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By Rhys Madoc, CEO, UHY International

June 2024

Marketing can take many forms. The goal of one campaign might be to raise awareness of your business with target customers, while the goal of another might be to encourage people to visit you at an industry event. In both cases the final aim is the same of course: to attract business and grow revenue.

So how do you know if you’ve succeeded? On the surface, that might seem obvious. If your revenue is growing, your marketing would appear to be working. But measuring marketing success - and the return on your investment – is much more nuanced than that.

To keep refining your marketing activities and reaching more of the high value customers you need, you need to track a range of factors.

For example, which marketing channels work well for you? Maybe social media draws a bigger response than email. Perhaps a series of sponsored articles in an industry publication was especially successful. Then there is the question of what is meant by success. A high profile marketing campaign may have attracted interest, but did the extra revenue it generated justify the considerable cost in money and manpower?

There are scores of questions like these you need to answer to be certain that your marketing budget is being spent in the most efficient way. It is essential that you measure the return on that investment, so you can continually refine and improve your marketing strategy over time.



Measuring marketing success is not straightforward, because it involves attributing a growth in revenue or customer numbers to specific marketing activities. You might not be sure if the email campaign worked or whether it was the pay-per-click advertising. Maybe one activity created more ‘buzz’ in terms of likes and shares, but another led to more genuine interest. When you have answers to these kinds of questions, you can do more of the things that work.

Start with the basics. How many new sales or accounts does your business attract in an average month or quarter? If you’re planning a new marketing campaign, you want to know how much it improves this figure. But that is not all. You also want to know how much it costs to attract each new customer, and how that compares to previous campaigns.

In many businesses – especially B2B – marketing doesn’t directly lead to revenue. It might lead to expressions of interest, then requests for more information, and eventually to discussions with your team. It can be a long process.

In that case, there are several potential weak points in your marketing funnel. You might need to measure a range of more detailed metrics, like the increase in traffic to your website for the life of a campaign, or the number of times someone clicks on one of your social media adverts to ask for more information.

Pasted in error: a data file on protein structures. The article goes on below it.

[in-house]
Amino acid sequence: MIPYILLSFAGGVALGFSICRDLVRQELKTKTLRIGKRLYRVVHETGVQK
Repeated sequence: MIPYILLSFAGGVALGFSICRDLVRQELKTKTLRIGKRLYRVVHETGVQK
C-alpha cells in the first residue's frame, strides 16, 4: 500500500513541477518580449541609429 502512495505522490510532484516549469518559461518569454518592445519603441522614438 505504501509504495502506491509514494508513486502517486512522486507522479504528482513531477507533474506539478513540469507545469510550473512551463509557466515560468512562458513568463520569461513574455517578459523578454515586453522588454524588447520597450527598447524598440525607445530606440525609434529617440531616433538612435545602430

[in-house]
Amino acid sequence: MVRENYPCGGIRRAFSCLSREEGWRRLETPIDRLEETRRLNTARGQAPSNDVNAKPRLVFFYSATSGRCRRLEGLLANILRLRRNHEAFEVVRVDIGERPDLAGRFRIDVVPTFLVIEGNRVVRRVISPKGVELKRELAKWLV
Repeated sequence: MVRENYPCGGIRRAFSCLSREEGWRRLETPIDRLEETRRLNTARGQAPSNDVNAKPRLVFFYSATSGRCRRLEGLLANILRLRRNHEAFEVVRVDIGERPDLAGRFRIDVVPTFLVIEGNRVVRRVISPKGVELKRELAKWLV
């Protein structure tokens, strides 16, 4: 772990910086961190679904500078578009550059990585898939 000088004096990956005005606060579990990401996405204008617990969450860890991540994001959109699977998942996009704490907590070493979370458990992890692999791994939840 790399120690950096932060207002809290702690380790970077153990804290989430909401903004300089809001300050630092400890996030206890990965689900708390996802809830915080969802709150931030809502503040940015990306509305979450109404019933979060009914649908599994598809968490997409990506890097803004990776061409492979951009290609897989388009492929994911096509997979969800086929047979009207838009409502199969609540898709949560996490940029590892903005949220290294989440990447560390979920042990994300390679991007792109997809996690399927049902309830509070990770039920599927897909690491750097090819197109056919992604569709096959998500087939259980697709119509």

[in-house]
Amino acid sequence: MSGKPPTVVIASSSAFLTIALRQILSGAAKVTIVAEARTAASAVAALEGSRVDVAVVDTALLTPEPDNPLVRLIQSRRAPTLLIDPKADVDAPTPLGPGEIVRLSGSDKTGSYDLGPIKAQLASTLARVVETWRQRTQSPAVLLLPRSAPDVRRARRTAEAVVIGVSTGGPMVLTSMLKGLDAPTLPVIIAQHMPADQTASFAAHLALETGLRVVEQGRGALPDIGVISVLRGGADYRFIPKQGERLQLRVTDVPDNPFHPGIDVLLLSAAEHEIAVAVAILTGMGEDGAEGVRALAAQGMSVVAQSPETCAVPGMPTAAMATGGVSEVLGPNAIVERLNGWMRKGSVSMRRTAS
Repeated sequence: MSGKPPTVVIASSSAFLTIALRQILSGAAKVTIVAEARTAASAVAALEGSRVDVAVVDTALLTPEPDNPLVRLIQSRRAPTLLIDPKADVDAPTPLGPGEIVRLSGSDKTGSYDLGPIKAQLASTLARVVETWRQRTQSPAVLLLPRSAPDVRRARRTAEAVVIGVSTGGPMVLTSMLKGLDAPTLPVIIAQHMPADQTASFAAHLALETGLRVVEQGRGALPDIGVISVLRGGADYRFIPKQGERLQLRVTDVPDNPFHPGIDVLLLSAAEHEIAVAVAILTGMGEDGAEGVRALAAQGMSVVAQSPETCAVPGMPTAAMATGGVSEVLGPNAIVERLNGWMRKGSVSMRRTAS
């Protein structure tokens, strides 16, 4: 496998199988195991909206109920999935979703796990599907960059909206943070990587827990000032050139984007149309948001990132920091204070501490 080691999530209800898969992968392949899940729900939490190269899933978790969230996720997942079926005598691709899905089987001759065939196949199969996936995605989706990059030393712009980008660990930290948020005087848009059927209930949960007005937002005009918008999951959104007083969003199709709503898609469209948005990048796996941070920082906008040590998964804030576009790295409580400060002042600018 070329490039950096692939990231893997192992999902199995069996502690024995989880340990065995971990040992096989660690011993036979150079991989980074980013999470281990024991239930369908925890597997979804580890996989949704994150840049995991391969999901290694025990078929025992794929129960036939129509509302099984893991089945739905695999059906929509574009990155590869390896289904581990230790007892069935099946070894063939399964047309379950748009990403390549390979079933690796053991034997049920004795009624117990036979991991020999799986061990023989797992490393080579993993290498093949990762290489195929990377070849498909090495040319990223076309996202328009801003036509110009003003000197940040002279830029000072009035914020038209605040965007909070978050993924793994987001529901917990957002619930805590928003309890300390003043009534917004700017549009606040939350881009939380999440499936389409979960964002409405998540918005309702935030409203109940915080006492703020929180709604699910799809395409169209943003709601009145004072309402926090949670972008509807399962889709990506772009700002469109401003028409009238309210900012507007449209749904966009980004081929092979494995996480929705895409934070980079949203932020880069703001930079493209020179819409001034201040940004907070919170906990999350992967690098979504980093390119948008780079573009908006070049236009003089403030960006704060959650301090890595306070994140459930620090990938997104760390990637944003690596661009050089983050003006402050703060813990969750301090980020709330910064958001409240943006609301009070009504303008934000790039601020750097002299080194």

The precise metrics to measure will be different for each business and each campaign, but the right ones will provide nuanced insight into the success or otherwise of your marketing efforts. For example, if a marketing campaign is driving increased traffic to your website but very few of those leads become customers, it might suggest problems with your homepage layout or content.

By the same token, if sales teams are seeing lots of new leads but closing very few of them, it may suggest an issue with your sales scripts or even the knowledge levels of staff.



To find the data you need, you will need to establish a set of relevant and measurable Key Performance Indicators (KPIs). You will need the right KPIs for your business, but some obvious ones are:

Sales growth – did a campaign lead to more sales, either immediately or eventually? How many more, and how does this compare with the impact of previous campaigns?

Drop-off rate – when do people leave your sales funnel – that is, the journey from showing initial interest in your service to becoming a paying customer? This may pinpoint weaknesses in broader marketing and sales activity.

Click-through rates – for online activity, how often do people see your ads, blog posts or reports and initiate a follow-up action, like clicking on a link or requesting a callback? Compare this with previous campaigns.

Return on marketing investment (ROMI) – divide your total revenue by your marketing investment and you have a figure for ROMI. Measure the impact different activities have on it.

It is also worth conducting customer research at regular intervals. This is particularly important if your marketing efforts are focused on changing the perception of your brand or introducing new products or services, rather than directly impacting sales.



In most cases, a marketing campaign can’t do everything. For example, it might generate more leads, but it will then be up to your sales team to convert them into customers. So you need to define the goal or goals of any campaign and communicate that to your wider team. Make sure everyone is measuring relevant metrics.

If the campaign is over several weeks or months, check performance regularly and adjust details as required. Experiment with ad placing, social media content, calls to action and more. Establish milestones where everyone can sit down and discuss what is going well and what might need to be improved.

Measuring marketing activity takes time to get right. But after some experimentation, you should start accumulating the information you need to improve your marketing efficiency. By measuring the success of channels and campaigns, and comparing them against historical precedents, you can know with some certainty whether or not your marketing is working effectively on your behalf.



Image credits:

1 Photo by Christina Morillo

2 Photo by Gustavo Fring

3 Photo by Vitaly Gariev at Unsplash